The Wild faltered badly Friday night and likely will need a win Saturday to make the playoffs.
By TYLER MASONFS North
ST. PAUL, Minn. — The stakes were simple: Win, and the
Minnesota Wild were in the playoffs.
Nobody saw this coming.
The Wild played perhaps their most disappointing game of the season Friday night, falling 6-1 to the visiting Edmonton Oilers, who have already been eliminated from postseason contention. Minnesota now has just one more game — Saturday at Colorado — in which to clinch a playoff spot for the first time since the 2007-08 season.
After Friday's lopsided loss, a short memory is a must heading into Saturday's regular-season finale.
"We have no choice. We have a Game 7 tomorrow," said forward Matt Cullen, whose team is 4-5-1 in its last 10 games. "This is where you show what you're made of. This is what careers are made on. These are opportunities that you don't get very often, and that's absolutely the way we have to look at it."
Given what was on the line Friday, the Wild were slow out of the gate. After Minnesota's Zenon Konopka and Edmonton's Mike Brown dropped their gloves for a fight immediately following the opening faceoff, Oilers defenseman Corey Potter scored 27 seconds into the game to put his team up 1-0 on its first shot of the game.
It was that kind of a night for Minnesota, as the Oilers scored early and often. Potter's goal opened the floodgates against Wild goalie Niklas Backstrom, who was a perfect 17-0-0 against Edmonton in his career at Xcel Energy Center. That is, until Friday, when he gave up three goals on just five shots.
After Potter scored his second goal of the night with 1:22 remaining in the first period, coach Mike Yeo pulled Backstrom in favor of backup Josh Harding, who had not played with the Wild since Feb. 7. No matter who was in net, though, it didn't seem to matter. Harding allowed three goals on 12 shots in the second and third periods.
Yeo said after the game that Backstrom will start in net for Saturday's game in Colorado.
"I've got total confidence in Backy to play that game," Yeo said. "I've got total confidence in our group to play that game tomorrow. This one hurts, but I've seen this group respond enough. I've seen our leadership enough to still feel confident."
Minnesota had plenty of chances Friday but could never capitalize. Cullen missed back-to-back opportunities on passes from Devin Setoguchi in the first period. Shortly after his second chance was stopped by Oilers goalie Nikolai Khabibulin, Edmonton went the other way to beat Backstrom for a 3-0 lead.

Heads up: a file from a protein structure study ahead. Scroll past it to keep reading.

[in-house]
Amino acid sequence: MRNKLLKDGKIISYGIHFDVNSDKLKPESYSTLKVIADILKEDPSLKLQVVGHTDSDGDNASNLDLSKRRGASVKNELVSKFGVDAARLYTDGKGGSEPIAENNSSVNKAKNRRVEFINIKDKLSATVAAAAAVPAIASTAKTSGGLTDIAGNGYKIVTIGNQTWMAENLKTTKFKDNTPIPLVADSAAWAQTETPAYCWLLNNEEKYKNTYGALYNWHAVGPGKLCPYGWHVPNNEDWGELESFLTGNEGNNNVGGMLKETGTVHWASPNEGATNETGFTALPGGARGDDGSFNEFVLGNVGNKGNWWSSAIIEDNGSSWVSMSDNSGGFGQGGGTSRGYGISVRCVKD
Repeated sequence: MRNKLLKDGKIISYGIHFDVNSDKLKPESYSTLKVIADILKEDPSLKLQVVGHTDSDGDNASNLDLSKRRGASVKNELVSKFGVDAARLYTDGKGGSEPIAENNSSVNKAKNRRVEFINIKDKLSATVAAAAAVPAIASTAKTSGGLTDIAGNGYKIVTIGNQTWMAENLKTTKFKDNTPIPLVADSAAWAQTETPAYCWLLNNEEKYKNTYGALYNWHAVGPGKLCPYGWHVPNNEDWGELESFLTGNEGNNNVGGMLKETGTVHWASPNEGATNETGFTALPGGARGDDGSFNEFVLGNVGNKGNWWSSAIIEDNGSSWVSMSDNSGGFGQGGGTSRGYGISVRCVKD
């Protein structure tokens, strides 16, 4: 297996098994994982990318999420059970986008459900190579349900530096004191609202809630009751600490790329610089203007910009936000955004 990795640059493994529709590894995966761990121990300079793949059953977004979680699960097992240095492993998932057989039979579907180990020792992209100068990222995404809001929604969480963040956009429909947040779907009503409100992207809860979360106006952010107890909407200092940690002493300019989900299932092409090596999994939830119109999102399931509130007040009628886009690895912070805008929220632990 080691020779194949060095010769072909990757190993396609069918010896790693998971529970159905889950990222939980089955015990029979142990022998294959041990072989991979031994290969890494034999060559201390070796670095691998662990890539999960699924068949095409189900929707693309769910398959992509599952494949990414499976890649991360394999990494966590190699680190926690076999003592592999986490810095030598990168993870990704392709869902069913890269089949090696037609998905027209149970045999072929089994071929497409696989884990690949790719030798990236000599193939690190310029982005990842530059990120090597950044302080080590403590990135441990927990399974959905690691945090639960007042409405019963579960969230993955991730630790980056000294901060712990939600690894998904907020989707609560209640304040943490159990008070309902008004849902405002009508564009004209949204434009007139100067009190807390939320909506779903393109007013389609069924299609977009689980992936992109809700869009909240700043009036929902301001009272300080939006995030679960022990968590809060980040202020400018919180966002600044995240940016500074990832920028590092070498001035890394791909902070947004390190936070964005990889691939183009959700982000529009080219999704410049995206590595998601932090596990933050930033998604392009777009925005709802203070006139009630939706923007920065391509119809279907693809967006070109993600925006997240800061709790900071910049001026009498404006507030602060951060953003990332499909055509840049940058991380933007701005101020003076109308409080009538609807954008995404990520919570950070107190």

The Wild outshot the Oilers 39-17 but had just one goal to speak of. It came in the third period when captain Mikko Koivu finally got his team on the board — but it was far too little and far too late.
"Definitely a weird one," Koivu said of the loss. "I can't really explain what happened. We're not going to throw any excuses or anything like that. A loss is a loss, and now we've just got to move forward. It's still in our own hands. . . . We'll just have to respond the way we've been doing all season long and play to the end and find a way to win a hockey game tomorrow night."
The Wild have no choice but to put Friday's embarrassment behind and look ahead to Saturday against an Avalanche team that is dead last in the Western Conference with just 37 points. Minnesota has already beaten Colorado three times this season and lost once in a shootout.
Those games don't matter now. Neither does Friday's. The only game the Wild care about is Saturday.
"I just want the focus on tomorrow," Yeo said. "We can talk about this one until we're blue in the face. Certainly, I don't think it's going to do us much good to worry about that."
There is a scenario in which Minnesota can lose Saturday but still back into the playoffs. The Columbus Blue Jackets and the Wild both have 53 points entering Saturday's games. If Columbus earns at least one point against Nashville and the Wild lose, the Blue Jackets are in and Minnesota misses the playoffs. If both teams lose, though, the Wild are in the playoffs due to a tiebreaker with Columbus.
Simply put, though, the Wild still control their own destiny. For the second straight night, it'll be win and they're in.
"You just forget about this and tomorrow's a new day and we're fighting for our lives now," forward Kyle Brodziak said. "We've got to lay it all on the line, play as desperate as we possibly can tomorrow."